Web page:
pounds, rather that the recorded 72 and 52 pounds that Gregson had
printed on the bags, they knew they had a crime on their hands. Max Ward
states that the bags were marked to weigh 48 pounds, and John Parker
said they were too light. The Max Ward Story, pp. 130. The Story of
Discovery Mine states that the bags were found to weigh 48.2 and 43.2
pounds instead of 72 and 52 pounds. It is probable that Gregson did not
have the exact loaf mould used for gold casting, and his lead loaves
were smaller than the gold ones, since the weight differences cannot be
accounted for by the greater density of gold over lead...approximately
The mine's consulting engineer at Yellowknife, N. W. Byrne, and Corporal
Bill Campbell of the RCMP dashed over to the office. Campbell's first
move was to see the men who had been on the plane. He had no trouble
finding all of them except Gregson, and he soon found that Gregson had
chartered a plane to Hay River on Saturday night. Campbell finally
traced Gregson to the bus at Hay River, but no one had noticed him leave
at Peace River. The search centered on Edmonton.
Then another complication arose. Gregson had drafted a letter in
Yellowknife to the mine manager Kilgour in which, in a puckish mood, he
instructed him to give any pay owing him to the Society for the
Prevention of Cruelty to Animals. He addressed an envelope to Kilgour,
stamped it and slipped it inside another envelope, which he mailed to a
friend in the interior of British Columbia with instructions to mail the
letter to Kilgour. When it arrived five days after the theft it created
the impression that Gregson was in the B.C. interior.
By the time the plice had switched their search to the coast, Gregson...hair
cut, shaved, with a new suit and luggage and looking like any other
prosperous businessman...was on the transcontinental train heading for
Halifax. It was July 12, 1954.
"What was I thinking about? You know. I was thinking about the time we'd
made camp on the shores of the Mackenzie River about a year before I'd
had a couple of belts of whisky and I'd told the prospectors with me
that I was going to make one big steal and get clean away. Well, here I
had a stack of gold on the seat beside me and I had no reason to think
the back trail wasn't very, very cold. I was thinking of what those
prospectors would say when they heard it, because no one took me
When five days later, the train pulled into Halifax the RCMP had no idea
where Gregson was and Consolidated Discovery Yellowknife Mines had no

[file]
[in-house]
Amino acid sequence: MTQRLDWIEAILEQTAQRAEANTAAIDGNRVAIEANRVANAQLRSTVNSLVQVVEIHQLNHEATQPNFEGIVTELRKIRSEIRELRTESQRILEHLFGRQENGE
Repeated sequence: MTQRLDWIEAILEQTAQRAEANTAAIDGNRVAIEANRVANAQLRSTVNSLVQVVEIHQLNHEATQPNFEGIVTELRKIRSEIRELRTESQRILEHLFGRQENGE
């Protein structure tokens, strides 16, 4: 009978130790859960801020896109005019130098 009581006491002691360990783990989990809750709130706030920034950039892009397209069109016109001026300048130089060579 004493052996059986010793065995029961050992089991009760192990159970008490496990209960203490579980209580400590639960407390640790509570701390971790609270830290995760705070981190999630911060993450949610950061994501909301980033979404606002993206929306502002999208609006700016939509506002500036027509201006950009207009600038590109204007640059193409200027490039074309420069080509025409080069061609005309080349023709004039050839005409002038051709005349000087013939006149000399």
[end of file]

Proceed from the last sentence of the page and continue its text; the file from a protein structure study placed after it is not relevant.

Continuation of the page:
idea where 124 pounds of bullion had gone.
A few days later Gregson left the Lord Nelson, shifted a couple of bays
down the Nova Scotia coast to Chester, and took rooms in the Hackmatack
Inn. He decided to go into fishing and went to Lunenburg looking for a
boat. In Glace Bay, on Cape Breton Island, he found a Newfoundland
schooner-rigged jack-boat, complete with sail and auxiliary motor. It
was seventeen tons gross, fifty feet long. The owner refused to take
gold in payment, but Gregson managed to peddle ten pounds in Sydney for
$3,400 U.S. dollars. He paid $1,800 for the boat, hired a crew, and ran
it the three hundred miles around the coast to Chester. When he docked
he paid off the crew and bought them one-way tickets on the bus. He went
to his room at the Hackmatack and settled down with a book.
"I'll never forget that evening. I was just getting ready to turn in
when the landlady said there were a couple of men to see me, and two
RCMP constables came into my room. The gold was lying in my bag in the
bottom of the clothes closet, and I figured it was all up. But all they
wanted was to get some information on one of the men that had come down
the coast with me. He'd broken into a drugstore and stolen an electric
razor. They got the information they wanted and left, and I guess they
don't know until this day that they were within a couple of feet of
Gregson's gold." He carried the gold down to his boat and buried it in
Gregson didn't make any money fishing, but this wasn't known in Chester.
He was fishing for swordfish and would go out with several cases of rum.
Between the parties the crew would catch some fish. He sold his catch in
Halifax, and thus avoided any comment on the fact that his expenditures
exceeded his income.
In the meantime the police were looking for him everywhere. "I worked on
the Gregson case," recalls a veteran member of the RCMP. "I don't mind